Documentary THE HADZA: LAST OF THE FIRST to Premiere at Environmental Film Festival
Award-winning filmmaker Bill Benenson announced today that his latest documentary film, The Hadza: Last Of The First, will have its World Premiere at the Environmental Film Festival in Washington, D.C. on March 24th at 7pm. The film is presented in association with The Nature Conservancy, which is working to conserve the homelands of Africa's Hadza tribe one of the world's last remaining hunter/gatherer groups.
The Hadza: Last Of The First, now in post-production and narrated by Emmy Award-winning actress Alfre Woodard, takes a look at human origins in Africa's Rift Valley, where the Hadza, one of the last remaining hunter/gatherer groups in Africa, have lived sustainably on their land for at least 50,000 years (and possibly as long as two million years). This makes the Hadza the last people on the planet who have lived continuously as our earliest ancestors did in the exact place of our collective birth. Oscar winner Lupita Nyong'o, Ms. Woodard's co-star in the film 12 Years a Slave, is the film's Swahili consultant and translator.
"We are honored that the Environmental Film Festival and The Nature Conservancy have chosen to support our story of a remarkable, self-sustaining people who can help illuminate our past while teaching us unexpected lessons about how humans might better live cooperatively in the future," said Bill Benenson. "And we are thrilled that the gifted artists Alfre Woodard and Lupita Nyong'o have shared their prodigious talents in the service of our film."
"The Nature Conservancy's long-standing commitment to protecting nature for people today and future generations via a non-confrontational, collaborative approach is beautifully reflected in the Hadza's way of life," said Geof Rochester, Chief Marketing Officer of TNC. "We are delighted to be a part of Bill Benenson's graceful telling of their important story."
About The Filmmakers:
Bill Benenson (Director/Producer) is best known for his award-winning documentaries Dirt! The Movie, The Marginal Way and Diamond Rivers. In addition to his recent The Hadza: Last of the First, Bill is currently working on a documentary about the search for a lost Pre-Columbian city in Central America using LIDAR technology, work for which he was awarded the prestigious Leading Global Thinkers Award from Foreign Policy magazine and garnered expansive media coverage: http://www.newyorker.com/reporting/2013/05/06/130506fa_fact_preston). His feature films include Boulevard Nights, The Lightship, A Walk on the Moon, Mister Johnson, and Who Bombed Judi Bari? Bill, who served in the Peace Corps in Brazil, is a passionate environmentalist and supporter of The Nature Conservancy, The Natural Resources Defense Council, Conservation International, Bioneers, RainForest Action Network, Defenders of Wildlife, and the Union of Concerned Scientists.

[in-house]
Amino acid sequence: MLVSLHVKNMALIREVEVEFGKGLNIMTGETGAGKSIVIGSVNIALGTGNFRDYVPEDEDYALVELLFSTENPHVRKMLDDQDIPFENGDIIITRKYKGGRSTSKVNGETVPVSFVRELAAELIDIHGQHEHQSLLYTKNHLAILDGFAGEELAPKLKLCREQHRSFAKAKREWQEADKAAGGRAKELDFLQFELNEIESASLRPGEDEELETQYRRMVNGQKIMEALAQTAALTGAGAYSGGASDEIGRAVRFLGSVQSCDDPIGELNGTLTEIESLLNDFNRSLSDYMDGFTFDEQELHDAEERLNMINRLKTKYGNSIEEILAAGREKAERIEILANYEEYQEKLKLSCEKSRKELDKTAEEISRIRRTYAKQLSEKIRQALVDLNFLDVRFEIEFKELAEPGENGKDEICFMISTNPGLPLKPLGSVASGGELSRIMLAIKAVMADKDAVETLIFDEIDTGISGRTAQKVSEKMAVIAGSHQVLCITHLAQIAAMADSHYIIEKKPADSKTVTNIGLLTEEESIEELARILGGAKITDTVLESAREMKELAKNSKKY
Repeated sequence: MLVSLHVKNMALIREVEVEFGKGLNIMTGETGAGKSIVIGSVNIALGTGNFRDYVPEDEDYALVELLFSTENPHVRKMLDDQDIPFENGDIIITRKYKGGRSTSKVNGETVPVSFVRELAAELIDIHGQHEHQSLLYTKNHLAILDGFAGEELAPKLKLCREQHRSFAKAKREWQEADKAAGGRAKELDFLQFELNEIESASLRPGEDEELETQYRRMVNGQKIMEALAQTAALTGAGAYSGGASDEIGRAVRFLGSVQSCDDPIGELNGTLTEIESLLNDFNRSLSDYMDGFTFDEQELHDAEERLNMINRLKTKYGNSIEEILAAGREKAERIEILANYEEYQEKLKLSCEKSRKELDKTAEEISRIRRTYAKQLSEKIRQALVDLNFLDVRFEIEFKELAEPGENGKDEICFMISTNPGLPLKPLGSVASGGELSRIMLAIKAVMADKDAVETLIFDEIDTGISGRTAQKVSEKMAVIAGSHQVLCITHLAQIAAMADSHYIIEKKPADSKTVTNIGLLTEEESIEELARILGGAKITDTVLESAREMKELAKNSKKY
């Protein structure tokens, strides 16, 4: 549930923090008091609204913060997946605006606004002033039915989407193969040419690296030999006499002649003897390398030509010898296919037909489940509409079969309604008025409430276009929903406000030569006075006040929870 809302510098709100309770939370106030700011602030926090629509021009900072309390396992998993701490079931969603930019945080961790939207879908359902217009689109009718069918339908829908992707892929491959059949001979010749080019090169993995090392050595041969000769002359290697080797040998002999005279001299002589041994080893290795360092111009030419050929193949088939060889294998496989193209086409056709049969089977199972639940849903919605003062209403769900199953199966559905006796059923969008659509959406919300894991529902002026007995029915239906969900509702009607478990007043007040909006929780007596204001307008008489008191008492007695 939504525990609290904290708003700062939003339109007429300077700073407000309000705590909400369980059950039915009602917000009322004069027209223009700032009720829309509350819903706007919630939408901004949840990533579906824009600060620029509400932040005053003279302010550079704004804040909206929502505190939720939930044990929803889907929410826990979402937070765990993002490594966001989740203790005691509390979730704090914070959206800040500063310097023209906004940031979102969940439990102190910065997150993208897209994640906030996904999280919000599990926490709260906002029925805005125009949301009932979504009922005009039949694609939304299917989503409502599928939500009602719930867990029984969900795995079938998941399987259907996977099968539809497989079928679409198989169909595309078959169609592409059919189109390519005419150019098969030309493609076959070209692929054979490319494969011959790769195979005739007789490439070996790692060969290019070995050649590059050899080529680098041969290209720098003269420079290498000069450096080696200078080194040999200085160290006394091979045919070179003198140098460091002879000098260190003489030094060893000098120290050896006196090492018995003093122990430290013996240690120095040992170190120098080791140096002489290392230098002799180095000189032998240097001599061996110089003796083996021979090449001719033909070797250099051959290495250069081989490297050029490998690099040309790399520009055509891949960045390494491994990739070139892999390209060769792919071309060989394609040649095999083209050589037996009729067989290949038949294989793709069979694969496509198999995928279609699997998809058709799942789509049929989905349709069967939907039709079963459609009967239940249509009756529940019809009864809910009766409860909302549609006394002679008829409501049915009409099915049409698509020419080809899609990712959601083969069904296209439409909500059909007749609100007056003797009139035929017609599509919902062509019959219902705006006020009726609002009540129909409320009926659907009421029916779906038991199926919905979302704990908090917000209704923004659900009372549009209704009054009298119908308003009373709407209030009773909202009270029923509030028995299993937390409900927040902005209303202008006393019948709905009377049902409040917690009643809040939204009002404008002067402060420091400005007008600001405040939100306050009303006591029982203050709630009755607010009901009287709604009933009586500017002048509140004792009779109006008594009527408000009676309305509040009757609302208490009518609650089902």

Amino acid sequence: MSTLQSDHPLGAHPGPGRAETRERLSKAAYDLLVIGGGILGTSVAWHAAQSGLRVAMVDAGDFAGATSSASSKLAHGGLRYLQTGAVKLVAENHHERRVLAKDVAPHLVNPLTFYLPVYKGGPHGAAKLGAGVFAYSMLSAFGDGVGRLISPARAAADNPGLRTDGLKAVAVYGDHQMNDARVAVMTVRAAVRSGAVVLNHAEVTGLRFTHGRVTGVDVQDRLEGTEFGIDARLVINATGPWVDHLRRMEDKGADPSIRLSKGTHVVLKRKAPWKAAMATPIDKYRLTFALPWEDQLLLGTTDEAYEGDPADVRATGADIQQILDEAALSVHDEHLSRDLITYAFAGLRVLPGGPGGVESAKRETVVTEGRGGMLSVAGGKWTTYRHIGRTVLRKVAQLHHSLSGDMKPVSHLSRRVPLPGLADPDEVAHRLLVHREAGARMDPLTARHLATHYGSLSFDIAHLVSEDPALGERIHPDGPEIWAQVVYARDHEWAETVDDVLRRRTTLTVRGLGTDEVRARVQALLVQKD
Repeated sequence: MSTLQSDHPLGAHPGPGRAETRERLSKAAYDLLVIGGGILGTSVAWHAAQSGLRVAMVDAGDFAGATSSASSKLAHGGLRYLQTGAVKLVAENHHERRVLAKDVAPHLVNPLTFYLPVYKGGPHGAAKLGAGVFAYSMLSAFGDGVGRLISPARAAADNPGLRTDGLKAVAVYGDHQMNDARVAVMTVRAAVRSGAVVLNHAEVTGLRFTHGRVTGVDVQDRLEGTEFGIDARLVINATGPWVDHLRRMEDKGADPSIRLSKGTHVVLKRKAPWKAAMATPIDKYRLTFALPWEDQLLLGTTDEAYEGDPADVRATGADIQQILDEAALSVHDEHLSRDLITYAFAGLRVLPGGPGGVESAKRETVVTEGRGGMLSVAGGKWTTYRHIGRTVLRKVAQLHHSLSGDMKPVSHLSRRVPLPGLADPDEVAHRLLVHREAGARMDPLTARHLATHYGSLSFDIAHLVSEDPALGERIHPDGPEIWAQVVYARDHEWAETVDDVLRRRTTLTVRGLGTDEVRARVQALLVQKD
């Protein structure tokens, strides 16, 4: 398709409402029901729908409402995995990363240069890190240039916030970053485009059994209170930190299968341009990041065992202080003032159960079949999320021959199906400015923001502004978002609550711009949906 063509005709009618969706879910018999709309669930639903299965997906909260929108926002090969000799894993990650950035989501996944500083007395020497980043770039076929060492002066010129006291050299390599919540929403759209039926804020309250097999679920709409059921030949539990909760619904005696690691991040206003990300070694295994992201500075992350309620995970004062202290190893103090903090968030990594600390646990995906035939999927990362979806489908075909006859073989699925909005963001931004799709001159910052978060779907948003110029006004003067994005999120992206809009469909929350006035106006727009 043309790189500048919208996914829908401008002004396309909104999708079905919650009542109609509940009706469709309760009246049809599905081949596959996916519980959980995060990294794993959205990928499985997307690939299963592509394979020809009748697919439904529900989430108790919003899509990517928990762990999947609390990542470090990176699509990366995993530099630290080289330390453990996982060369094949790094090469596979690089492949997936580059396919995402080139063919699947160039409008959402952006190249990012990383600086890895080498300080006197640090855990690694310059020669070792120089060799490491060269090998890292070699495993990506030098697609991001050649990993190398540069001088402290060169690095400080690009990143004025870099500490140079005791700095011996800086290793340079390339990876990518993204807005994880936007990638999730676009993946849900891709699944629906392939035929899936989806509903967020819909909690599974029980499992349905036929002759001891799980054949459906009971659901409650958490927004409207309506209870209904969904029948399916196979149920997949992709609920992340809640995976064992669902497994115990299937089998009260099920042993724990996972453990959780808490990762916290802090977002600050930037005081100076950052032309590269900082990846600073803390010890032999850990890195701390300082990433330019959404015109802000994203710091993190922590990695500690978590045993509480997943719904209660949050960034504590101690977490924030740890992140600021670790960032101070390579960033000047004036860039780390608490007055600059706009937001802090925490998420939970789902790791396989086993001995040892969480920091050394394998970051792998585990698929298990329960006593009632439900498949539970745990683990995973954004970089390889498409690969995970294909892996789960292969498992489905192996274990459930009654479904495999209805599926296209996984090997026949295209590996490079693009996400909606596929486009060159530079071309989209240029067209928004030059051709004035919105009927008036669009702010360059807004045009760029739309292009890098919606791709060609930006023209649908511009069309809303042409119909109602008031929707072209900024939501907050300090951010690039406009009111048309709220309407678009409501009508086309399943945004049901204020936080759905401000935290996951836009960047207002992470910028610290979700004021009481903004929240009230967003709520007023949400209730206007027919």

Laurie Benenson (Executive Producer) is a writer, editor and journalist. She founded Movieline magazine in 1985 and went on to write about film and television for The New York Times Sunday Arts and Leisure section. An avid environmentalist, Benenson is a board member of Tree People and The Violence Policy Center, and also serves on the action forum of the Natural Resources Defense Council, the Rainforest Action Network and Conservation International. Laurie wrote a screenplay about pioneering environmentalist Rachel Carson, author of "Silent Spring," and is currently writing a novel about her travel around Europe, through the Middle East, into India and back by land.
Alfre Woodard (Narrator) One of most accomplished and talented actresses of her generation, Alfre Woodard won a Best Actress Golden Globe Award for "Miss Evers' Boys," earned an Oscar nomination for Cross Creek, and has won four Primetime Emmys (Miss Evers' Boys, Hill Street Blues, LA Law, and The Practice) in a prolific film and TV career that has spanned over three decades. Woodard has worked primarily in drama, starring in films including Passion Fish, Grand Canyon, Crooklyn and Down in the Delta and such diverse TV productions as PBS's Go Tell It On The Mountain and ABC's Desperate Housewives. Woodard was a recent Screen Actors Guild nominee for outstanding performance by a female actor in a lead role for the 2012 TV film Steel Magnolias.
The Environmental Film Festival
The 2013 the Environmental Film Festival presented a record 190 documentary, narrative, animated, archival, experimental, and children's films, including 110 Washington, D.C., United States and world premieres, hosting 94 filmmakers and almost 200 special guests who participated in film introductions and post-screening discussions. Over 31,000 people attended the Festival and 80 percent of the programs were offered free to the public. http://www.dcenvironmentalfilmfest.org/
The Nature Conservancy
The Nature Conservancy is a leading conservation organization working around the world to protect ecologically important lands and waters for nature and people. The Conservancy and its more than 1 million members have protected nearly 120 million acres worldwide. The Nature Conservancy's Hadza Project: